Just scanning the proper nouns of Bill T. Jones’ resume gives a glimpse into his influence in the dance world over the last thirty-five years: MacArthur ‘Genius,’ Kennedy Center, Jacob’s Pillow, Tony, Obie and Bessie, The Dorothy and Lillian Gish Prize, Wexner Prize… distinctions pepper his professional history from start to present day. His work spans genres and disciplines, from avant-garde movement experiments to Broadway musicals (most recently, a musical on the life of Fela Kuti written, directed and choreographed by Jones).
His lectures on dance and the creative process are crystalline views into the mind of a demanding artist who approaches the work with intellectual and physical rigor. The man has done a lot and, at nearly sixty, shows no indications of slacking the pace.
The twenty-nine-year-old Bill T. Jones/Arnie Zane Dance Company, named in part for Jones’ late creative and personal partner, merged last year with Dance Theater Workshop, rescuing DTW from financial woes and securing a permanent rehearsal/presentation space for Jones’ company. It makes for a wordy name, but the repertory of the Bill T. Jones/Arnie Zane Dance Company, a program of New York Live Arts, covers a whole lot of ground.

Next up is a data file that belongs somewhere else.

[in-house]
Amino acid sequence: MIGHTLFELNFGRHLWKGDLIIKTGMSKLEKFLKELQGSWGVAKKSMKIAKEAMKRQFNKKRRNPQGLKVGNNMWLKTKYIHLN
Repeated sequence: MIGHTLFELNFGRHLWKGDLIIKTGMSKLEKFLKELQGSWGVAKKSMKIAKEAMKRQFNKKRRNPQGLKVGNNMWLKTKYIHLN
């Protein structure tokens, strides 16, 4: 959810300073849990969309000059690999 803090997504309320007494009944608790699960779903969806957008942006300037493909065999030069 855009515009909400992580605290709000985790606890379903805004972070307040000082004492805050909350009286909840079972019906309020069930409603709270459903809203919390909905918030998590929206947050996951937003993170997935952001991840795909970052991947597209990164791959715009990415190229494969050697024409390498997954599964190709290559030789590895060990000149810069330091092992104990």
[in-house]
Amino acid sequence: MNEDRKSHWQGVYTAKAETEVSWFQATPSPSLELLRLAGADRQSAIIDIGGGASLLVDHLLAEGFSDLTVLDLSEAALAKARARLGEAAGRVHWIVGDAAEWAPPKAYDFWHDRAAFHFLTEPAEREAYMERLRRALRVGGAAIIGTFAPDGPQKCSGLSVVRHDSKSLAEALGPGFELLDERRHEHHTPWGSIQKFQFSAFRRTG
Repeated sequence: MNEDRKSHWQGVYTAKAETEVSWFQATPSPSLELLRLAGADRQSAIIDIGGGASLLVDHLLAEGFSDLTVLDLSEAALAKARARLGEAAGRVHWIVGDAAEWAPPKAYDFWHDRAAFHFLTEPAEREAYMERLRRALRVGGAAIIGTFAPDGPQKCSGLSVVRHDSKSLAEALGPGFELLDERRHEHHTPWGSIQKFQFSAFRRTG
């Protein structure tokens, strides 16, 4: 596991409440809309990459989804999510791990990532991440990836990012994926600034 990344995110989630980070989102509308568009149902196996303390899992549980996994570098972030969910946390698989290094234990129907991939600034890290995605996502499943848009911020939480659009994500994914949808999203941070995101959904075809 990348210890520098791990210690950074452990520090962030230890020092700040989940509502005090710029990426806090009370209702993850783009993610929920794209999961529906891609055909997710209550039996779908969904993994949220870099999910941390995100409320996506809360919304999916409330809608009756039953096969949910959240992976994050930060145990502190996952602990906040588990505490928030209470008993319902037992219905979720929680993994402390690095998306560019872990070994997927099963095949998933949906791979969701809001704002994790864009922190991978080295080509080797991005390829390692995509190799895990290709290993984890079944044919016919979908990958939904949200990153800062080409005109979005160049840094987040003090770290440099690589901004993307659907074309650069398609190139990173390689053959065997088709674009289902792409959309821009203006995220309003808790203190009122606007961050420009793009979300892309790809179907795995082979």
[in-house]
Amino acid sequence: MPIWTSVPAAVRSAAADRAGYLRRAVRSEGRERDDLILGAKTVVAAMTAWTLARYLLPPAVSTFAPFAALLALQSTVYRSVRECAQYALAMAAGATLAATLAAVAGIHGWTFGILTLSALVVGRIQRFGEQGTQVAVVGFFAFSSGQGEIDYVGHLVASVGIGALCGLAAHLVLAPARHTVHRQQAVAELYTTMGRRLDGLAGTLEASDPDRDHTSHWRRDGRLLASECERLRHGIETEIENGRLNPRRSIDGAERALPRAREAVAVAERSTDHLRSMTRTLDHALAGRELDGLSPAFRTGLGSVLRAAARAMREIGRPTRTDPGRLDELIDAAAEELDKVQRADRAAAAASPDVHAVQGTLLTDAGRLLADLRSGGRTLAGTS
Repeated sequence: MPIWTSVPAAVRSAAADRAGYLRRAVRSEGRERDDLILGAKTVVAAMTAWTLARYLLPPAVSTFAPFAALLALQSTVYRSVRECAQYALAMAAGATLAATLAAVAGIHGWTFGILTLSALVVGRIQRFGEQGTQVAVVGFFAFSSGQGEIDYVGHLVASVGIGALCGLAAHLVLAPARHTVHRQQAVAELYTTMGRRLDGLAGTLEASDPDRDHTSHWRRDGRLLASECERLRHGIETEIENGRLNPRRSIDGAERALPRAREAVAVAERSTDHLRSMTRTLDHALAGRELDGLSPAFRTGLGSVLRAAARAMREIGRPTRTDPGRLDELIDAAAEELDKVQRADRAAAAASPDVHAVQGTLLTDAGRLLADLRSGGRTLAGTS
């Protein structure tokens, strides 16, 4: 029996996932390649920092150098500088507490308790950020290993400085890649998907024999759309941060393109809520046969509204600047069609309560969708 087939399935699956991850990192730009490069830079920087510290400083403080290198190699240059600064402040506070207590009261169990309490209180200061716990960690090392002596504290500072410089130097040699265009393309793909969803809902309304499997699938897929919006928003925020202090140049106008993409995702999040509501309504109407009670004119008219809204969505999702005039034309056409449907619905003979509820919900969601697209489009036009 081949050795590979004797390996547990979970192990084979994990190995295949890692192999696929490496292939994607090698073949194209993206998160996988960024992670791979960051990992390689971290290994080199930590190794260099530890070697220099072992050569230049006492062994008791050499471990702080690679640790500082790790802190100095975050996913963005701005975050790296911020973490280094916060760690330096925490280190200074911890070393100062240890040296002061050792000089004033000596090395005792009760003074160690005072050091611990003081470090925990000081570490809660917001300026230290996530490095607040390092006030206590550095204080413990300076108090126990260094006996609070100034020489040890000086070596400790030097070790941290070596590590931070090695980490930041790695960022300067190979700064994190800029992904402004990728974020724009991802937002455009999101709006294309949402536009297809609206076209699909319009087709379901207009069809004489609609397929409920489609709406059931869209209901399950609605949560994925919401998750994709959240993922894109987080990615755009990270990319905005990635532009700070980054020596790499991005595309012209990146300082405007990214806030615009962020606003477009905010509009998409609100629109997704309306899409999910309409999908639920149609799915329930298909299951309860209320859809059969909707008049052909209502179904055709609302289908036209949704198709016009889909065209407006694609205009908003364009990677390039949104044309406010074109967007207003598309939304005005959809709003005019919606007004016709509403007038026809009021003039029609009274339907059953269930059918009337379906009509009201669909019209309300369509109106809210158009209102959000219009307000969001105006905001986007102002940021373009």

The Dance Center of Columbia College opens its fall season with a retrospective of Jones’ early, avant-garde work in two distinct programs, together entitled “Body Against Body.” The glance behind looks to be an emotionally intimate one: both programs feature duets from the 70s and 80s that turn the lens on Zane and Jones’ partnership.
The Columbia College engagement comes in tandem with a premiere at the Gene Siskel Film Center of Bob Hercules and Gordon Quinn’s “A Good Man,” a documentary on the making of Jones’ piece “Fondly Do We Hope…Fervently Do We Pray.” The documentary, commissioned by the Ravinia Festival in commemoration of Lincoln’s bicentennial, records not only Jones’ ambivalent and complex feelings on the project but also his tough, affectionate and, at times, volatile relationship with his dancers. Sitting in on a rehearsal has a way of reshaping and enriching the way one sees a performance. We’re given the opportunity to know the artist a bit before sitting back in the chairs to consider his work. (Sharon Hoyer)
“Body Against Body” plays at the Dance Center of Columbia College, 1306 South Michigan, (312)369-8330, September 29-October 1. “A Good Man” plays at the Gene Siskel Film Center, 164 North State, September 23-29.